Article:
It has been two months since Florida and the Caribbean were hit by several back-to-back hurricanes, and some places like Haiti are still recovering from the devastation.
To help, the Haitian Cultural Club is having a clothes and book drive through Nov. 12 that will aid victims in Haiti.
Hurricane Jeanne ripped through the country of Haiti and left massive flooding. According to an article in The Miami Herald, the storm left almost 2,000 people dead and hundreds of thousands homeless.
Jeanne left the island of Gonaives destitute and desperate for aid.
Some of Haiti may have been dismantled, but the spirit of the members of the HCC remains strong.
The HCC is an organization of Haitian students at the campuses of FAMU, FSU and TCC. When members of the club found out about the flooding, some were in dismay.
“I was devastated to be honest with you,” said HCC member Kerline Phelizor, a 23-year-old senior from Pompano Beach.
“How much torture can Haiti go through? It’s just not fair. Haiti doesn’t deserve that,” Phelizor said.
In response to the tragedy, the organization decided to sponsor a clothes drive. Jeanette George is a FAMU stu dent and is also president of HCC. George said she has high expectations for the drive.
“We are trying to get between 1,000 to 2,000 boxes (of clothes and books),” said George, 23, a senior accounting student from Nassau, Bahamas.
With what is going on in Haiti with their unstable government and gangs that have plagued the country, the morale of the impoverished nation is low.
Bernard Fils-Aime, general manager at Comcel, a cell phone company in Haiti, said, “Our limitations in appropriate response to these disasters are a reflection of our national crisis. People are therefore generally stressed,” Fils-Aime said.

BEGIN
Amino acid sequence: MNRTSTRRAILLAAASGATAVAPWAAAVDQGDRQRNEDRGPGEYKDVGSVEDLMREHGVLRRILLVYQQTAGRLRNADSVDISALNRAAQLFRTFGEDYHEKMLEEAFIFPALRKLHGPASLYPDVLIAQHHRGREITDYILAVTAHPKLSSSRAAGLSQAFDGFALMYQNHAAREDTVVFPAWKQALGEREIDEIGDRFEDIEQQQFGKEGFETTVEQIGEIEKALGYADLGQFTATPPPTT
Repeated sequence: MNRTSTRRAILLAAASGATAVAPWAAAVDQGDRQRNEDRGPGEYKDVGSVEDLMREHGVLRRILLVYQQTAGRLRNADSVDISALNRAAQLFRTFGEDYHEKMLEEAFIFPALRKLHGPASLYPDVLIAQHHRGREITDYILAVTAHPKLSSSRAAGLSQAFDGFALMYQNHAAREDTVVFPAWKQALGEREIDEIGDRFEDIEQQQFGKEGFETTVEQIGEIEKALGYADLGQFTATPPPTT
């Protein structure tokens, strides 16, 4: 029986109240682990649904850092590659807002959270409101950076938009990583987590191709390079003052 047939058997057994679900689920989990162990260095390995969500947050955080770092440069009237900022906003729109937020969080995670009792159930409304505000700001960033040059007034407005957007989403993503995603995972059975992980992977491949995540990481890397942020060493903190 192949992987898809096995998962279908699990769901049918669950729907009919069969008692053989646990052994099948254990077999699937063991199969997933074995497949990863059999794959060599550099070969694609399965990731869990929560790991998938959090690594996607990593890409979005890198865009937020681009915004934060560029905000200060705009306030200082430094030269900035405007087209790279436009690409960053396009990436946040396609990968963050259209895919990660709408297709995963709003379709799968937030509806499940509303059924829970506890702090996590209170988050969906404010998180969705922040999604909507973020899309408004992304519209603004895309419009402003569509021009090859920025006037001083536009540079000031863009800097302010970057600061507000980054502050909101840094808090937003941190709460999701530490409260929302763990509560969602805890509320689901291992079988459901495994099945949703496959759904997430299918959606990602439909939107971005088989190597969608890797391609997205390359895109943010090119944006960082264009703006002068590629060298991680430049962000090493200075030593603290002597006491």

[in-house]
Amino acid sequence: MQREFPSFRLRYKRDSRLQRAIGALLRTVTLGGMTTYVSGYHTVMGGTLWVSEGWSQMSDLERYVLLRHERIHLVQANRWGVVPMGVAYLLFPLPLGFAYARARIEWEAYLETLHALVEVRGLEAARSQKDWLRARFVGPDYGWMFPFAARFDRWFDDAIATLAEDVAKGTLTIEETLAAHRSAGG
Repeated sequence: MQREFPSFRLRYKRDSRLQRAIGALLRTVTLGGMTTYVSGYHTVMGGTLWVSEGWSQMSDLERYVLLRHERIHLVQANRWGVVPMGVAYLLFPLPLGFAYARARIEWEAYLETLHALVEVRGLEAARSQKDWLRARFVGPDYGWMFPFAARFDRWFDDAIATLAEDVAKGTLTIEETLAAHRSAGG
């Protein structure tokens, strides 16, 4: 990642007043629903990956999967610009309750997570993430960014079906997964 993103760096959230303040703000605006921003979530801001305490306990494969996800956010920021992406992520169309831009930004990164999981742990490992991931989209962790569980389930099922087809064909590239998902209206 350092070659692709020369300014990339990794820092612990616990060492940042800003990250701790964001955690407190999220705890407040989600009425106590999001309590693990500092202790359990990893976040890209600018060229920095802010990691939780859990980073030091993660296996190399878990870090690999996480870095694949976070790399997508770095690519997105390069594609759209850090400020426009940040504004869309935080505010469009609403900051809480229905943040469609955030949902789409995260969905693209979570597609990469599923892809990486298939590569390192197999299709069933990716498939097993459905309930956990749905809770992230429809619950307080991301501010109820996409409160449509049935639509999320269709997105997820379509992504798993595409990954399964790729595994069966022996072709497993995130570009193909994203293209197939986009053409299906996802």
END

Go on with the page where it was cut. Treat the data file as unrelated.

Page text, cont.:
Fils-Aime said Haiti’s landscape contributed to the destruction of the flooding that took place this year.
“In 1950, 40 percent of Haiti’s landscape was covered with forests; today it is at less than 1.5 percent,” Fils-Aime said.
The lack of support from the United States has also given some Haitians a foul taste. Some Haitians said U.S. aid has been less than comparable to what it should be.
“(It was) like a slap in the face,” George said in response to the United States giving the nation $60,000 in aid for flood damage.
Other places throughout the city have contributed to the HCC’s clothing drive. Churches such as Maranatha Seventh Day Adventist Church and St. Thomas Moore have sent clothes to the organization; however, the HCC is still inviting other participants.
This drive is not the first time the HCC has stepped to the plate to help Haiti.
When a flood struck in May, the HCC teamed up with other Haitian student organizations to help victims.
Phelizor said that with the current clothes drive, she feels the club is doing “a wonderful job.”
The organization has already received several boxes but is still short of its goal.
The HCC has sponsored a talent show in order to get donations for Haiti. The club continues to find means to advertise their needs for clothes, food and books.
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